Affordable Housing Crisis Gets Industry Attention

May 04, 2021

Apartment experts see a huge opportunity to create and preserve affordable housing. As the U.S. finishes its long fight against the coronavirus, lawmakers and policy influencers finally seem to understand the scale of the problem and are proposing bold new solutions.

“For the first time that I can recall in 30 years of public policy work… we have a consensus that there is a crisis,” says Shekar Narasimhan, managing partner for Beekman Advisors, based in McLean, Vir. He moderated a panel at MBA’s Affordable Rental Housing Summit, a recent virtual event held by the Mortgage Bankers Association (MBA).

“There is going to be a huge opportunity for those of us who care about [affordable housing],” says Narasimhan. “Get into this business. Dive in and you’ll figure it out.”

Lawmakers Wake up to the Housing Crisis

From Congress to local governments, many leaders and lawmakers now recognize the growing shortage of affordable housing as a crisis that has been made worse by the coronavirus pandemic.

“We had an affordable housing crisis before. It has only been exacerbated,” says Narasimhan. “Renters have had more challenges during the pandemic than during the Great Financial Crisis.”

Congress is now considering a proposal that could potentially transform housing markets across the U.S. In March, the Biden Administration proposed its $2.25 trillion American Jobs Plan, including $213 billion to build or rehab more than two million units of affordable housing.

“That’s roughly four times the HUD budget,” says Marion Mollegen McFadden, senior vice president for Enterprise Community Partners, Inc., based in Washington, D.C.

The scope of the Jobs Plan may change as negotiation continue in Congress – early versions of the plan included $40 billion for public housing and a plan to increase by 50 percent the amount of low-income housing tax credits (LIHTCs) distributed by the government, among other things.

“A lot of priorities that we have been advocating for years [could] finally make it across the finish line,” says Emily Cadik, executive director of the Affordable Housing Tax Credit Coalition, based in Washington, D.C.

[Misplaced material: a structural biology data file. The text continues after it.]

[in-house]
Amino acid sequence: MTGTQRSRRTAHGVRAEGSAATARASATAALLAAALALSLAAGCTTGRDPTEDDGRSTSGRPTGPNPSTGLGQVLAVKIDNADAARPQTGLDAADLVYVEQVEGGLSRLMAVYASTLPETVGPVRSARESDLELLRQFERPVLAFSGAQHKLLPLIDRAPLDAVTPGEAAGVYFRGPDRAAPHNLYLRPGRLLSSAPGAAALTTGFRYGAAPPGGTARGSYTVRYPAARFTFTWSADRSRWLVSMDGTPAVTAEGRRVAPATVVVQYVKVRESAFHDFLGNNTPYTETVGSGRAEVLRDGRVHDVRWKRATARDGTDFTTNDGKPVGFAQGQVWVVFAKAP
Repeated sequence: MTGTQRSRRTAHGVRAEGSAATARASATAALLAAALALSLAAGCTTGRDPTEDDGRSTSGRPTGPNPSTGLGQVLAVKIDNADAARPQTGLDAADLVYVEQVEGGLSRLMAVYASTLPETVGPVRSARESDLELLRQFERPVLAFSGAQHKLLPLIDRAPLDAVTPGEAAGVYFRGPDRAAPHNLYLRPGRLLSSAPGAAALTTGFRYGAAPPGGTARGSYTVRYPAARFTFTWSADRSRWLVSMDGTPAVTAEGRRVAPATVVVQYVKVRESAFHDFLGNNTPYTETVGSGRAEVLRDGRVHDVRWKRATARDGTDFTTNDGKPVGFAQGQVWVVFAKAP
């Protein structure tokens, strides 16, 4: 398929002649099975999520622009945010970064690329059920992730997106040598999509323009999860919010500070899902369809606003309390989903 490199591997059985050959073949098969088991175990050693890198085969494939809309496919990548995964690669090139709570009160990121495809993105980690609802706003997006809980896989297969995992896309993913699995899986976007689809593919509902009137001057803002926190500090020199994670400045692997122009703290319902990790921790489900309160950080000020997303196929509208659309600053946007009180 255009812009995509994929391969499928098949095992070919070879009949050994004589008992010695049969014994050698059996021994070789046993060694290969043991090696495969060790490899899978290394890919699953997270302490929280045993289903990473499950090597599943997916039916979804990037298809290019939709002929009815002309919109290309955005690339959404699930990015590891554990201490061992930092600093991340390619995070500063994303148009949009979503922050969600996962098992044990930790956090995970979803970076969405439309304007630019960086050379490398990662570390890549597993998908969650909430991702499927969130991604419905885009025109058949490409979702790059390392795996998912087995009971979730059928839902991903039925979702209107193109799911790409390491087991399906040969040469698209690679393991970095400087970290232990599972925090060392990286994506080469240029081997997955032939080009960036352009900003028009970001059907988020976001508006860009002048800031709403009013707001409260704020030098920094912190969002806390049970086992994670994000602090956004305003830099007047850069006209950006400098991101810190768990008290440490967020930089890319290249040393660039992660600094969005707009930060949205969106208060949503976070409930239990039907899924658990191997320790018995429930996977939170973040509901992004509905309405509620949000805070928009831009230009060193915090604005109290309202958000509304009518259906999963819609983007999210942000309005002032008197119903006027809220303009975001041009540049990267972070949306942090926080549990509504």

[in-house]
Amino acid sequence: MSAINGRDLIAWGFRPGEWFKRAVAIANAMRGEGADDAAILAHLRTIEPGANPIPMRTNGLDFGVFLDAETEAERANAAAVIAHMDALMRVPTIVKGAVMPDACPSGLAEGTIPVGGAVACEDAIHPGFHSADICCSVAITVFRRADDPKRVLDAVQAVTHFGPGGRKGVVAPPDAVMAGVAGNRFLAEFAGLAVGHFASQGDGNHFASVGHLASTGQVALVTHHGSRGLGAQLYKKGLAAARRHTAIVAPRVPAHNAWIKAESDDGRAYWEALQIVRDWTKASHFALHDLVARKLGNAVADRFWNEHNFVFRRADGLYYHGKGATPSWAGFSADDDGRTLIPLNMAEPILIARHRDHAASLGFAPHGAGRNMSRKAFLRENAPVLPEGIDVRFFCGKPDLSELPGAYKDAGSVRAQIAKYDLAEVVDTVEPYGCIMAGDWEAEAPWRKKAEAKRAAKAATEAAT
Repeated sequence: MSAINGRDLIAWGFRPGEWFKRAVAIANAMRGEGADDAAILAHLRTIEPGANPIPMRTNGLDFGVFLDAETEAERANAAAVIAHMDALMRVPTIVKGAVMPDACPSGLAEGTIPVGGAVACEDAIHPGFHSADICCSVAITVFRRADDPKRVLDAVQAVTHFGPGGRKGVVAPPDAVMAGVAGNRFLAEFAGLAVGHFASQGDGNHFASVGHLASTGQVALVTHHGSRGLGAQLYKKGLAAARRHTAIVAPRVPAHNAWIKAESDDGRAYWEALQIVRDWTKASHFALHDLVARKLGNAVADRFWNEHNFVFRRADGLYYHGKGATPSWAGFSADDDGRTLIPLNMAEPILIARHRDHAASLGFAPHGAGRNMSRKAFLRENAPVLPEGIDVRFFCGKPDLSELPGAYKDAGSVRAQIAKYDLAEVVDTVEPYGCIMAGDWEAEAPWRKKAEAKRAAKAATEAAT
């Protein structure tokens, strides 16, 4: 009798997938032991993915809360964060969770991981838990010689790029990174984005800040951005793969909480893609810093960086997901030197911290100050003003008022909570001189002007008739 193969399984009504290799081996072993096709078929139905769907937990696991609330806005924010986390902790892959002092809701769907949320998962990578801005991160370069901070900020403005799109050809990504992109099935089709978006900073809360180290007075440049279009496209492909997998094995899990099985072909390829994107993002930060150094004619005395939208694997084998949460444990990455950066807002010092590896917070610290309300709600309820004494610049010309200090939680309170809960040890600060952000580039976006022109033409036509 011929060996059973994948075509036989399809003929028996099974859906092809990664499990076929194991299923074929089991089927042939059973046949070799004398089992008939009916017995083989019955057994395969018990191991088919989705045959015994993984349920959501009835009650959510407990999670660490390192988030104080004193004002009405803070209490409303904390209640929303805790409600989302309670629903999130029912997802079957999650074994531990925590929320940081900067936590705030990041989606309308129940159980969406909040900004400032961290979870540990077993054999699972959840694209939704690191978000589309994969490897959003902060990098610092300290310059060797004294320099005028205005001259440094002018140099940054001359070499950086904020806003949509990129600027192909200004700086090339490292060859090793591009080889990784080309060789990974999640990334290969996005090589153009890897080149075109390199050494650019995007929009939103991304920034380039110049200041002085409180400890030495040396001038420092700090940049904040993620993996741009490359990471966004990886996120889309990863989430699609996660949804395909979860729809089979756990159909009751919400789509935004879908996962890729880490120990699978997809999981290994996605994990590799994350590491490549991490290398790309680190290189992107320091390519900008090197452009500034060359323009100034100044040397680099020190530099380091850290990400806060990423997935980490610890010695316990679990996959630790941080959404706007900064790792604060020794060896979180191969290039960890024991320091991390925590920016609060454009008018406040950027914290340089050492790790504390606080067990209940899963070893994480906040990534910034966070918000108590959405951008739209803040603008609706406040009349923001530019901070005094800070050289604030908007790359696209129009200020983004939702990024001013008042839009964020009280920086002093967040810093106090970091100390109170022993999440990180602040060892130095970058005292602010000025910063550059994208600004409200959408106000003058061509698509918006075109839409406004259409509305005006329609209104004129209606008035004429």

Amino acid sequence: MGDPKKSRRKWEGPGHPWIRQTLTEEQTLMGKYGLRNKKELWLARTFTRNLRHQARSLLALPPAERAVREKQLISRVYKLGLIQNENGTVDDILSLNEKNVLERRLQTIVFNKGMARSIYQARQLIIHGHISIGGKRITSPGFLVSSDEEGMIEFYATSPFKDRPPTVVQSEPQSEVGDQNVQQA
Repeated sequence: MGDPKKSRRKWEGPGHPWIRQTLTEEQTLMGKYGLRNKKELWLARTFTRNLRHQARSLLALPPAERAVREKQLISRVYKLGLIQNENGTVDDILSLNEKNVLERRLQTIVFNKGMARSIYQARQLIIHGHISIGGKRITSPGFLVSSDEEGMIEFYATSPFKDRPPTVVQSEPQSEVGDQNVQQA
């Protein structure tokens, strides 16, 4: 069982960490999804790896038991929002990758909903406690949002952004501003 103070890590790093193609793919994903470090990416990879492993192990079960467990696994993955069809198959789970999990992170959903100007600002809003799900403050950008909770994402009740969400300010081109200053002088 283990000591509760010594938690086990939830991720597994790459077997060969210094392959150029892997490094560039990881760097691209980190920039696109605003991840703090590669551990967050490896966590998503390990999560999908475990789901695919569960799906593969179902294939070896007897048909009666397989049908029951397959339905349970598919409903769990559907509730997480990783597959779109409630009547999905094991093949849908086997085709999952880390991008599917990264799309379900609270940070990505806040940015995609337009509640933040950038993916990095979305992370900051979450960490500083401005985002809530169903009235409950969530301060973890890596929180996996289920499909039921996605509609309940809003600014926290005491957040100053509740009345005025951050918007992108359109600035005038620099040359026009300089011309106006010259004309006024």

Fannie Mae Creates a New Program for Workforce Housing

Apartment developers don’t need to wait for Congress to act to find new opportunities to create or recapitalize affordable housing properties. Conventional apartment developers can also invest in affordable housing and be rewarded with low-interest, permanent financing from Fannie Mae’s new Sponsor-Initiated Affordability program.

“The need [for affordable housing] has forced us to view affordable housing in a more expanded way,” says Fannie Mae’s Angela Kelcher, senior director of multifamily affordable housing for Fannie Mae, based in Washington, D.C.

Fannie Mae offers pricing incentives for apartments that include a share of units priced to be affordable to people earning lower incomes, says Kelcher.

Borrowers don’t need to join an affordable housing program overseen by a state or federal agency to get this interest rate discount. They simply sign an agreement with Fannie Mae to recognize their “naturally occurring affordable housing.”.

Most affordable housing programs, like the LIHTC program, help households earning up to 60 percent of AMI. But as the housing crisis has deepened, more households are burdened by housing costs that take up more than a third or even half of their income, says Narasimhan.

Services Help Residents, Creating Stronger Apartment Communities

Fannie Mae is also offering interest rates up to 30 basis points lower than usual to apartment communities that provide much-needed services to residents.

“Turnover can be lower when you are focused on the health of your residents -- when you have services that are tailored to them,” says Kelcher.

For example, the National Affordable Housing Trust, based in Columbus, Ohio, hires service coordinators to arrange resident services at its affordable housing properties. Often local organizations are willing to provide these services at little or no cost. The salary of a full-time services coordinator – usually about $50,000 a year – can quickly pay for itself.

“It is good business to provide services,” says Lori Little, NHT’s CEO. “Those projects have performed economically better.”

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